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Please Stop Romanticizing Depression

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Girl is sad. Girl meets boy. Girl is sick. Her depression kicks in and has panic attacks and lashes out and the confused boy leaves, confirming her anxious thoughts that “she isn’t good enough” and that “everybody leaves.” But by some miracle, Boy realizes what it is. Boy finds Girl. Boy tells Girl he loves her and suddenly, she’s happy and cured. The power of love!

But for most of us with mental illness, this is not the case. I’m lucky enough to have found someone who is so understanding and so patient with my depression and chronic anxiety. He doesn’t get annoyed when I text incessantly and he lets me have my space but still takes care of me and knows when I’m lying on the bed, unresponsive, staring at the ceiling, I’m still me. I’m just filled with nothingness.

There is nothing romantic about my depression. It’s not the kissing of scars. It’s not holding me while I cry. It’s not any of the posts that you on Tumblr or in movies. It’s not beautiful. It’s not delicate or dainty. It’s not the hero saving the damsel.

To me, depression is not romantic. Depression is pain. And it’s numbness. And it’s at the same time. Depression is an illness and it can be chronic and long-lasting and it’s not something a kiss on the forehead can fix.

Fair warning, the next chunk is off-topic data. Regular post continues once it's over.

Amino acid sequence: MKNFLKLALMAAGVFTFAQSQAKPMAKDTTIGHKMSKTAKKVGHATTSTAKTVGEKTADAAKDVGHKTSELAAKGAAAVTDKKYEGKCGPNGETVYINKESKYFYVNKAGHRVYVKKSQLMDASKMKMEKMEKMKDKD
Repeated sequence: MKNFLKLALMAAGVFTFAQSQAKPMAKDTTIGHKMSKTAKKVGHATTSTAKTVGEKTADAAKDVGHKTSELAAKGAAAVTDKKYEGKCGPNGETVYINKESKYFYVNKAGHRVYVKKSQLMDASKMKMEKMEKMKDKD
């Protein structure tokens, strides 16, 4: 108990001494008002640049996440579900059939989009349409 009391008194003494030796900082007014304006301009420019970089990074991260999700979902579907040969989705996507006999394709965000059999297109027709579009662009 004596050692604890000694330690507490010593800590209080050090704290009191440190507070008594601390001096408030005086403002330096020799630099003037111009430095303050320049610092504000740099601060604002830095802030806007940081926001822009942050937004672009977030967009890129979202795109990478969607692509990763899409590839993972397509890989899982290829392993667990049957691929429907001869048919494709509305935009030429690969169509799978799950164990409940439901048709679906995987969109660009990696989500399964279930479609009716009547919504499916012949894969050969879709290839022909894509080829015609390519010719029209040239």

I’m not denying love and support do not play a role. They definitely do, but depression is a mental illness. And as much as we may want to, we can’t always “love” a person back to health.

To me, depression isn’t the romantic things you see in movies. Depression is not being able to get out of bed for four days. Depression is not showering for a week. Depression is living in a room full of empty water bottles and half eaten bags of chips because you can barely get yourself out of bed, let alone cook a meal.

Depression is a serious mental illness that affects millions of people and it’s not something “the one” can fix by holding your hand. Stop romanticizing depression and instead, help us get real help. Bring us water. Get us into the bath. Make sure we eat something with nutritional value.

If you or someone you know needs help, visit our suicide prevention resources page.

If you need support right now, call the National Suicide Prevention Lifeline at 1-800-273-8255 or text “START” to 741-741.

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Thinkstock photo via weerachonoat.

Originally published: March 23, 2017
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